Making trust a leadership habit
In a moment dominated by fake news and post-truth noise (I assume it’s a moment) trustworthy leadership has never been more important…to the people we lead and the communities we serve.
We can and must all play our part. So here are the three things I think are really important if we are going to make trust a habit to ensure a committed and engaged team in a strong and vibrant organisation.
- Start at home…and by that I mean trust starts first and foremost with self so we need to know to what extent we trust ourselves, in what situations and with whom. Then it’s not about avoiding those situations or people but developing the capabilities, strategies and mind-set that build self-trust.
- We need to think about what others experience. We can ask them of course and the quality of their answer may tell us much about what they experience of our trustworthiness or our ability to extend trust to others.And if we self-examine, what will we find? All our promises and commitments kept unequivocally or more of a ‘sometimes yes, sometimes no, it depends’ scenario? This isn’t about only making low grade, easy to deliver commitments. It is about being clear what we can and absolutely will deliver and where it really does depend on other factors. Often we fail because we haven’t truly thought through what’s involved or communicated the realities.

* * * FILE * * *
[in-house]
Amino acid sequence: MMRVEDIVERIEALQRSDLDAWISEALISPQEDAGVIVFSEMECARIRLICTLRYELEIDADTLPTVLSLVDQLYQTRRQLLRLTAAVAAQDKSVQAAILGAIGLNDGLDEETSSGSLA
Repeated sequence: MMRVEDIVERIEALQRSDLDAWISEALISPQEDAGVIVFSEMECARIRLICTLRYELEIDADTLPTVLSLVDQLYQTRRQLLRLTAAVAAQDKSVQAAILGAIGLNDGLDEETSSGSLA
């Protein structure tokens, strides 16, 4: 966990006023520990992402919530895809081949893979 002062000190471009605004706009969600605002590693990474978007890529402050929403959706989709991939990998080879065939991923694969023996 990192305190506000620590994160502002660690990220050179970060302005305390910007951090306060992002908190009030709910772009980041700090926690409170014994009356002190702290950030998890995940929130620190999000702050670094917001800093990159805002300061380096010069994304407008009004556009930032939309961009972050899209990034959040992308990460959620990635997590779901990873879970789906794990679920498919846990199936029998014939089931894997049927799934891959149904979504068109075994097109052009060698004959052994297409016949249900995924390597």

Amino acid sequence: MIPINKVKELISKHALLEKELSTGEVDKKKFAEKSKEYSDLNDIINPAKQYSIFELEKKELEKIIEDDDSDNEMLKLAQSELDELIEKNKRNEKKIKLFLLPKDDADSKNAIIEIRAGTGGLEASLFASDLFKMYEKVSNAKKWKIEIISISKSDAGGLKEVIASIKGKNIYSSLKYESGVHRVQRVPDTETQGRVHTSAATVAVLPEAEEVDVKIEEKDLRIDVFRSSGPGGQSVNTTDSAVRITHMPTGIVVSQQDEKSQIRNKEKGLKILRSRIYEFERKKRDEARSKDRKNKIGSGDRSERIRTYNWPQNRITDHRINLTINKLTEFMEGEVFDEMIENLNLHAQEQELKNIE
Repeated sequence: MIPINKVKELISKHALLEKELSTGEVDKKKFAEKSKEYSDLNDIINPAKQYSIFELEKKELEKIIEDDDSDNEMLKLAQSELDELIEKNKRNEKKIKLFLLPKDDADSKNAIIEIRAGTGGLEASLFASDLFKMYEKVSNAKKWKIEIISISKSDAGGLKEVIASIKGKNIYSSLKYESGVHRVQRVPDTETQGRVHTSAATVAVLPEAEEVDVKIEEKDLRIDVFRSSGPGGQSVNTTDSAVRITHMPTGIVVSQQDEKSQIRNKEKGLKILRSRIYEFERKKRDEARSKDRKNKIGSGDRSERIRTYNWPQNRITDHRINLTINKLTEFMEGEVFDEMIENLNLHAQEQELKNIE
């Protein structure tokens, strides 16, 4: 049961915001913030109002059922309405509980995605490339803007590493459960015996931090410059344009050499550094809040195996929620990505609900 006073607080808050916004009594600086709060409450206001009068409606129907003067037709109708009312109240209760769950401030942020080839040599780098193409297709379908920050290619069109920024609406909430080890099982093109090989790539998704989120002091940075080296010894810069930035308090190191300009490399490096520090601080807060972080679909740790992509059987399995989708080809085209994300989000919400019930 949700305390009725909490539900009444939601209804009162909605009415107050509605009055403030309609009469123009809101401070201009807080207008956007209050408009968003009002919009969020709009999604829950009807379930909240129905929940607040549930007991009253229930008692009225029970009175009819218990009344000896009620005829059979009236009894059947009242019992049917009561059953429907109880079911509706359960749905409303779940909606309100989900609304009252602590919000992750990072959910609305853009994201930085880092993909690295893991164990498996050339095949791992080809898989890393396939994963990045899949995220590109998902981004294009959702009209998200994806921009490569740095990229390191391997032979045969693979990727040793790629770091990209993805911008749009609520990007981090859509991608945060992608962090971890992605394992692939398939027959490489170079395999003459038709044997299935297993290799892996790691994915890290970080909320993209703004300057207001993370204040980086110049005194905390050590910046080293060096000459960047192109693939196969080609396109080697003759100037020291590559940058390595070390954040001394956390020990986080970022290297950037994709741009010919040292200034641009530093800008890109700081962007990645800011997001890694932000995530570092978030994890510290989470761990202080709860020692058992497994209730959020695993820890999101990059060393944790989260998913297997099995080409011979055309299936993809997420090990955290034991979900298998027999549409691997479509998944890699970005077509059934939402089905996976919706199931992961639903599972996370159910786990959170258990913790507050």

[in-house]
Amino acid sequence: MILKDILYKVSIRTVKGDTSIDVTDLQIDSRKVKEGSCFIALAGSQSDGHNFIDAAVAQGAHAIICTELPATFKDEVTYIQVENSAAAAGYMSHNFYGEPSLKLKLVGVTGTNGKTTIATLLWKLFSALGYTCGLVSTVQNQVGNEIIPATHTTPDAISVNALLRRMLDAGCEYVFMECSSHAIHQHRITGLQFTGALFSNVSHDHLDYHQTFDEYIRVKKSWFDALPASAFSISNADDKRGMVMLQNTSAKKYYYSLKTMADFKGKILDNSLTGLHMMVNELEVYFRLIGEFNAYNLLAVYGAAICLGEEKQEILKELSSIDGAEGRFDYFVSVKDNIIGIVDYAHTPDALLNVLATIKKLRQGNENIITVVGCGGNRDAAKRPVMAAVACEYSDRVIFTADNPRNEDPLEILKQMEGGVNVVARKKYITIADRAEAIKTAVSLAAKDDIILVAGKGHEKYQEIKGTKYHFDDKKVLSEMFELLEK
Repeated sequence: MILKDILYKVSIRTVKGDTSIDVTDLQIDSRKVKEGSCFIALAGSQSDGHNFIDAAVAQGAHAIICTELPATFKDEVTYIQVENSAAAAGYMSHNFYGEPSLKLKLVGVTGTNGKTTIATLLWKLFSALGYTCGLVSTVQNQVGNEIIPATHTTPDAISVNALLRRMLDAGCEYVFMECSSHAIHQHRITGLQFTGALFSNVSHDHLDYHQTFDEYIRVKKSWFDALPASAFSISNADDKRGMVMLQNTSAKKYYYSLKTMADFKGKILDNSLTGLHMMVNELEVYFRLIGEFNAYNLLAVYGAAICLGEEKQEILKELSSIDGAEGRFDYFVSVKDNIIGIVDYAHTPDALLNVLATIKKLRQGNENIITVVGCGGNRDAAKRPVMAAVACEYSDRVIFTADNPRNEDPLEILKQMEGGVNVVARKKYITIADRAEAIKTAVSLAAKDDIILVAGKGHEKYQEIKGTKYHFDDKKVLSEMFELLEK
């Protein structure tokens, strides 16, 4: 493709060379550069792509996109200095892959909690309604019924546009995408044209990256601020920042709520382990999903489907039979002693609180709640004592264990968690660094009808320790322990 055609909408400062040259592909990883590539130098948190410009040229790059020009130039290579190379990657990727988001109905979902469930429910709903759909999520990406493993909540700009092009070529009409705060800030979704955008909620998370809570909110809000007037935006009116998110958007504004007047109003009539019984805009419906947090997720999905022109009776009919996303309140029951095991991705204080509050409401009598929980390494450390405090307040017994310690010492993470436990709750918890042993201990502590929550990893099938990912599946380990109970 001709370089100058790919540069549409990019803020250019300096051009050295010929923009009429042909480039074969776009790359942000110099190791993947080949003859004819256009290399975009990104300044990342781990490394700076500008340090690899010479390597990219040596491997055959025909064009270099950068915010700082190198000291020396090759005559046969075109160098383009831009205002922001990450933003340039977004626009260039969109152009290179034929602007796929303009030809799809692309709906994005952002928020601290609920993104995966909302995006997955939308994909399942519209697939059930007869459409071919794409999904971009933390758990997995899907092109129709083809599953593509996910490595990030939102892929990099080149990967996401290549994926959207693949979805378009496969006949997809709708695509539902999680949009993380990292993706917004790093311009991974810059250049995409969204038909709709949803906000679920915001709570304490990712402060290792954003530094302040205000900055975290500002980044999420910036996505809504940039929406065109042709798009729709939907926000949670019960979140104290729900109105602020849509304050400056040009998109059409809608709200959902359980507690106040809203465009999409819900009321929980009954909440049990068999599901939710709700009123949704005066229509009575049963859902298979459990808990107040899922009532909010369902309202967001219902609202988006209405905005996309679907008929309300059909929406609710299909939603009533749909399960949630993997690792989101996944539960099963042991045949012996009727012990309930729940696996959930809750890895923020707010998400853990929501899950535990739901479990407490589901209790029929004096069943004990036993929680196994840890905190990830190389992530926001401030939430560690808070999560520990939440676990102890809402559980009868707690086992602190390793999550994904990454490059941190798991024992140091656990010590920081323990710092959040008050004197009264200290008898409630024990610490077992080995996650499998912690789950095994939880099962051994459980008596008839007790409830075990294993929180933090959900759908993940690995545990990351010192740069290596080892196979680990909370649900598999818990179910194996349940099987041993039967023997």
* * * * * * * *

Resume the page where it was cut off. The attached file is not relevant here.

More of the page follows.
- Then there’s the big question about how we extend trust to others, whether we lead with it or play it out little by little, expecting it to be earned. In organisation terms the ‘earn it’ approach may seem more prudent and makes us less vulnerable, more in control.As leaders, though, we can do this in a more mindful way by looking for opportunities to extend trust rather than control. That’s about setting people up to succeed with work, projects, opportunities that will stretch them enough to develop, engage them enough to commit and make evident our trust in them.